“Beth” by KISS

Caution: This cover contains no less than four lies.

Just a few more hours
and I`ll be right home to you
I think I hear them callin
Oh Beth what can I do
Beth what can I do

“Beth” was KISS’s first and, most likely, only top ten hit; originally a b-side from their 1976 album Destroyer, released on the flip side of “Detroit Rock City”. Written primarily by drummer Peter Criss, “Beth” has the dual distinctions of being the only song other than “Rock and Roll All Night (And Party Ev-er-y Day)” to still get radio airplay on rock formatted stations (seemingly played “Ev-er-y” day by area station WZZO), as well as probably the wussiest rock single ever to be certified gold. While most of segments at KISS concerts involve loud, hard rocking; over-the-top makeup and costumes; seizure-inducing lighting schemes; guitars that shoot flames; blood dripping from Gene Simmons’ eight inch tongue; and most likely legions of women throwing various undergarments in the direction of the band, the staging for “Beth” consists of a single spotlight beaming down on Criss as he bellows from a stool to a prerecorded backing track. You see, despite being written by a drummer, the song contains no percussion. In fact, you’d be hard-pressed to find any “rock” instruments in it. The accompaniment consists of a heavyhanded string section and a piano, lightly highlighting the melody line.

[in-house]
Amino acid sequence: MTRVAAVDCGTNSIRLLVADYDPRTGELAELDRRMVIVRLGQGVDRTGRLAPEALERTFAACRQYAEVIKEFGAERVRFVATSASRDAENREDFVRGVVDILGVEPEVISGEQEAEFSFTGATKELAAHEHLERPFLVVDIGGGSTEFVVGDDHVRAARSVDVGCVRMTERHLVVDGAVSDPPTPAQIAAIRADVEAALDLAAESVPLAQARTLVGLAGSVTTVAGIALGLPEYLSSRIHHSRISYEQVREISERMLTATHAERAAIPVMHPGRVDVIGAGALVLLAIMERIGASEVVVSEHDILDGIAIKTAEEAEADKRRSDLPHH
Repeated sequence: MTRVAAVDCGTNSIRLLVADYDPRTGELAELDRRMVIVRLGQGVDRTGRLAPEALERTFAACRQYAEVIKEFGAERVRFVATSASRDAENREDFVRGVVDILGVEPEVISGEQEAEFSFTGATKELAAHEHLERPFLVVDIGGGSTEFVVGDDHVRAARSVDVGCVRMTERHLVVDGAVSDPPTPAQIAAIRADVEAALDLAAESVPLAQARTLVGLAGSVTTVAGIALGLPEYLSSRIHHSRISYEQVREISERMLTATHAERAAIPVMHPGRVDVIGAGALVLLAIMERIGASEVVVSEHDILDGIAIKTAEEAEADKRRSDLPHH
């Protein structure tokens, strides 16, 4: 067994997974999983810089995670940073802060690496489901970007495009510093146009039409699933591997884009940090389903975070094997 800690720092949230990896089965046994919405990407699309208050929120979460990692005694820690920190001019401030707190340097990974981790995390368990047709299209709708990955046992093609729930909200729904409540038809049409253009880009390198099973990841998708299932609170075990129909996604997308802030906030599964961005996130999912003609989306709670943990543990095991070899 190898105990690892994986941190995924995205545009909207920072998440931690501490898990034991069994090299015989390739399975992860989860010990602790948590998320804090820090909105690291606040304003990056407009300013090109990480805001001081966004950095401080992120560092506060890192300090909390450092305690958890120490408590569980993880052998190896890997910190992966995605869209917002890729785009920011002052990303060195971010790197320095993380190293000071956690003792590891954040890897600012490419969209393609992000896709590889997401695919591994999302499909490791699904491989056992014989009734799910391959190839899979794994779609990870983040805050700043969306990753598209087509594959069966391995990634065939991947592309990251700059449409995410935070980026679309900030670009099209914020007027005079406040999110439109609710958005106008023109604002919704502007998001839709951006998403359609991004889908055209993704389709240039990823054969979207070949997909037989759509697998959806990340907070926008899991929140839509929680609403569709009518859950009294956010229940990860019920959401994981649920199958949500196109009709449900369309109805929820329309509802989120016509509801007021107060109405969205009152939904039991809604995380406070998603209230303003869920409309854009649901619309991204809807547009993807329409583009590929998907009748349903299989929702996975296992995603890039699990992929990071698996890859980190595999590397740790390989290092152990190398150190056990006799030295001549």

What makes this song so terrible isn’t just the arrangement of it, though. It’s the arrangement combined with the subject matter. You see, while most of the album’s songs deal with rocking, becoming a god of rocking, living out your dreams by rocking, shouting out loud, dying in a car accident on the way to rocking, or the pleasures of S+M, “Beth”‘s theme is asking permission of your girlfriend/wife to spend the night rocking. That’s right. A guy in a band whose acronym stand for “Knights in Satan’s Service” is on the phone, pleading with his girlfriend to let him stay out a few hours because the band can’t get the song done the way they want. Peter,Peter, Peter, haven’t you learned anything from hanging around with Gene? You’re in effing KISS! You don’t ask permission! You just do it! It’s not even like you’re out partying all night or every day. You’re just playing in your band, singing songs about partying… and maybe shooting some flames out of a guitar. You shouldn’t have to ask permission if you’re on the clock. Especially if you’ve fought– and defeated– the “Phantom of the Park“.